R' Tam's shita has always really bothered me. The Gra's question of ????
????? is so powerful and obvious I don't understand how the Rishonim could
have said what they said. Did they never go outside an hour after sunset and
see that it was pitch black and you could see hundreds of stars?
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Message: 10
From: "Marty Bluke" <marty.bluke@gmail.com>
Date: Sun, 24 Dec 2006 13:56:55 +0200
Re: [Avodah] zman hadloko erev Shabbos and motzoei Shabbos

Akiva Miller wrote:
<The Beur Halacha is saying that Plag is
not 1 1/4 hours before shkia, but that it is 1 1/4 hours before
tzeis. That, on its own, is not problematic. But then he calculates
those 1 1/4 hours as 75 fixed clock minutes, or perhaps 1 1/4
twelfths of the time from sunrise to sunset, instead of the
calculation which I would have expected, namely 1 1/4 twelfths of the
The Beur Halacha is saying that Plag is
not 1 1/4 hours before shkia, but that it is 1 1/4 hours before
tzeis. That, on its own, is not problematic. But then he calculates
those 1 1/4 hours as 75 fixed clock minutes, or perhaps 1 1/4
twelfths of the time from sunrise to sunset, instead of the
calculation which I would have expected, namely 1 1/4 twelfths of the
<time from alos to tzeis.time from alos to tzeis.

The point you made is one R' Willig's proofs that according to R' Tam a mil
is 22.5 minutes and that you calculate the times from alos until tzeis.

If you use those numbers plag actually works out to be 1/6 of a mil before
shkia as follows:

alos - 4:30 (4 mil of 22.5 minutes before sunrise)
sunrise - 6:00
plag - 5:56:15 (see calculation below)
sunset-  6:00
tzeis - 7:30 (4 mil of 22.5 minutes before sunrise)

from 4:30 - 7:30 is 15 hours, if you divide that by 12 (to get shaos
zemaniyos) each shaah zemanis is 75 minutes (1.25 hours). Counting back to
plag hamincha from tzeis (which is 7:30) you get 1.25 shaos zemaniyos =
93.75 minutes, meaning that plag hamincha is 5:56:15, 3.75 minutes before
shkia. 22.5 divided by 6 = 3.75 and therefore plag hamincha is 1/6 of a mil
before shkia as the rishonim said.
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Message: 11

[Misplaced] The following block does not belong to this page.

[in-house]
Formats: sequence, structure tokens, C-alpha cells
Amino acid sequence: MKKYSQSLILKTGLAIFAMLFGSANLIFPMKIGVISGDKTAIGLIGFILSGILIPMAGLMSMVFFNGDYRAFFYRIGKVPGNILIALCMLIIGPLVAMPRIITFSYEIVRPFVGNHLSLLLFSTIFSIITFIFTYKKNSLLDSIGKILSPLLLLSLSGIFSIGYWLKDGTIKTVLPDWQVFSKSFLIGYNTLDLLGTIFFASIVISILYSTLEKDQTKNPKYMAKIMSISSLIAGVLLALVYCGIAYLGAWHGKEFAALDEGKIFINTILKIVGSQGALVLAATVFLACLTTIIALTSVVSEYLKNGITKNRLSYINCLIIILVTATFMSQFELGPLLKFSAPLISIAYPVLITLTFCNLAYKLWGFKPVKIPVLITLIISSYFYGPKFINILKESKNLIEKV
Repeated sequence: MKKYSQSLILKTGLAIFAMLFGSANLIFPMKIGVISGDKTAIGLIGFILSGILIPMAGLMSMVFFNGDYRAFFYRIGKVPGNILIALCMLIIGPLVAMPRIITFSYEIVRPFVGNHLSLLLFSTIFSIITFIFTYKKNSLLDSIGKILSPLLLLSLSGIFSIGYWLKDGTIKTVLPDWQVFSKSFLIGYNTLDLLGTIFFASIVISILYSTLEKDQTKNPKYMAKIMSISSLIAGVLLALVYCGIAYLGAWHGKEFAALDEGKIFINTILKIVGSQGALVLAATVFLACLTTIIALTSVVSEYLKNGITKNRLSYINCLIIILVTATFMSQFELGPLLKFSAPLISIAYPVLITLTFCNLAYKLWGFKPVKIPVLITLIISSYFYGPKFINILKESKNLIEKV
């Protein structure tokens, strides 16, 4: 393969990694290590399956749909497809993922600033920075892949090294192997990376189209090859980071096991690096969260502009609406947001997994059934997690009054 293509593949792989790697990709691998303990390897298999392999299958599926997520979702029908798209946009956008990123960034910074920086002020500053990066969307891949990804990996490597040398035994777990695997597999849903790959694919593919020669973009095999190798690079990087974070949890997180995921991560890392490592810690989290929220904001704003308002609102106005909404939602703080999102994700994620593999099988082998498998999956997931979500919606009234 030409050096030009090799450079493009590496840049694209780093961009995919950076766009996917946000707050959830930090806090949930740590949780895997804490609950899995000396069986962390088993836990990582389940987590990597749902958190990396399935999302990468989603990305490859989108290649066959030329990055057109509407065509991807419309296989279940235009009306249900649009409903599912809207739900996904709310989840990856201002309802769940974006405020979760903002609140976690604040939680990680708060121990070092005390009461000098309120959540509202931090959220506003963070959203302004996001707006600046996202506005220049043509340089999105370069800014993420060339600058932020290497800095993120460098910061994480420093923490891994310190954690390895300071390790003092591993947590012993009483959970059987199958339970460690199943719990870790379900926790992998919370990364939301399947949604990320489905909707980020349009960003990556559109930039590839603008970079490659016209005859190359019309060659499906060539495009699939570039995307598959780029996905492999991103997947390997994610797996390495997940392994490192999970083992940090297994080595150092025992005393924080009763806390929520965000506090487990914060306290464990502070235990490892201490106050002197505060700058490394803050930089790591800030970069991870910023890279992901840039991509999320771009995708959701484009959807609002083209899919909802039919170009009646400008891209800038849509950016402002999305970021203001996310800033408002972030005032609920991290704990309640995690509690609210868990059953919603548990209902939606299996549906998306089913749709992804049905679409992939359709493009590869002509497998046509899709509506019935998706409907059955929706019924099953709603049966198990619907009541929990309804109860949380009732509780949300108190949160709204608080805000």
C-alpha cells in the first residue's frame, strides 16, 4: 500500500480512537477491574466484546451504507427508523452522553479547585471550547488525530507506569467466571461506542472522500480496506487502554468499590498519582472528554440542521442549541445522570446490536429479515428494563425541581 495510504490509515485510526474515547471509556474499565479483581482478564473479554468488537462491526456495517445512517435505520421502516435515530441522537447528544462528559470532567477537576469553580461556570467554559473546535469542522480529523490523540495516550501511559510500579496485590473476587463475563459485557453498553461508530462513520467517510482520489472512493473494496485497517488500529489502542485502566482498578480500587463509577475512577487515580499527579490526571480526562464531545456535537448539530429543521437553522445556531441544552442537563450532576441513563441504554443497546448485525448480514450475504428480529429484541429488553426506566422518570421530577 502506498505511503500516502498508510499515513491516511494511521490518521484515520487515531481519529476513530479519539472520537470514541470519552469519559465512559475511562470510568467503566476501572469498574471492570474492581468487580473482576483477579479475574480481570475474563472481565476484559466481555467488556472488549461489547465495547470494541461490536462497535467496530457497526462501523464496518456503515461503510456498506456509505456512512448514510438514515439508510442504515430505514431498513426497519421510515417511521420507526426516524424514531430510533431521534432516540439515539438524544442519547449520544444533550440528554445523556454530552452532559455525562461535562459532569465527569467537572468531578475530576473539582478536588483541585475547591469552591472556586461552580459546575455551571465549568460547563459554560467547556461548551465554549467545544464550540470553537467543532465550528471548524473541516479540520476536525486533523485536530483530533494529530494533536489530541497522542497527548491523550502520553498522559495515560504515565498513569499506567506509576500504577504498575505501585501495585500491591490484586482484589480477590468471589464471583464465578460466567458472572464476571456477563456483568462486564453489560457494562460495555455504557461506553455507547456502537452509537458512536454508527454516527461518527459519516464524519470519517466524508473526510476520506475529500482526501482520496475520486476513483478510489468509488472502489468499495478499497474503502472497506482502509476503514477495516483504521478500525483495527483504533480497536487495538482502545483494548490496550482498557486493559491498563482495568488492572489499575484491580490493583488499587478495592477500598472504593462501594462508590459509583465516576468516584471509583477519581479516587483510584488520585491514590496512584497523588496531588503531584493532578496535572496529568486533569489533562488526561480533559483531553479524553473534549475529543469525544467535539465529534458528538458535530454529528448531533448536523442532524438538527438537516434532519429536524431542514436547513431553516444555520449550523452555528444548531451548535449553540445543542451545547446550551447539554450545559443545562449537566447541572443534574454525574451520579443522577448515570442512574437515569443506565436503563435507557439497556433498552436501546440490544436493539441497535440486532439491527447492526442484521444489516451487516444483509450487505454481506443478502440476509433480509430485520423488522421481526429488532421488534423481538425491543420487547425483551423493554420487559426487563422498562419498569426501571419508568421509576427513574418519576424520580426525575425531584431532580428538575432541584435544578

From: Zev Sero <zev@sero.name>
Date: Sun, 24 Dec 2006 12:00:42 -0500
Re: [Avodah] zman hadloko erev Shabbos and motzoei Shabbos

Marty Bluke wrote:

> R' Tam's shita has always really bothered me. The Gra's question of
> "hachush makchish" is so powerful and obvious I don't understand how
> the Rishonim  could have said what they said. Did they never go
> outside an hour after sunset and see that it was pitch black and
> you could see hundreds of stars?

They might have thought that perhaps all of those stars were "kochavim
gedolim", and not the three "kochavim beinunim" that are required.
The reason Chazal gave us the shiur in time (the time it takes to walk
X millin, the time it takes to climb down Mt Carmel, etc.) is that we
(i.e. the people of their time and place) are not expected to know
exactly what magnitude of star they considered to be "beinuni", whereas
we can observe how dark it is so long after sunset at the equinox, and
judge on any other date whether it's that dark.

The truth is that something approximating "Laila DeRT" does match a
real phenomenon -- when the sun is 18 degrees below the horizon none
of its light is still in the sky, and it's as dark as it's going to
get.  This is what the charts call "astronomical twilight".  Which
sounds very like what one might figuratively call the sun leaving
the "thickness of the sky", or the "second sunset".  But it's clear
from that description that the stars which become visible at that
time are not "beinunim" but "ketanim shebiktanim"; any star that
you can't see at astronomical twilight, you will never see at all
(given the same eyes, equipment, and light pollution, of course).

That is why Shu"T Bnei Tzion, in vol 2, tries to argue that RT never
held of "shitas RT", that he was misunderstood throughout the years,
and he meant that Bein Hashmashos was the *first* 3/4 mil, not the
last, exactly like everyone else; his only point, according to this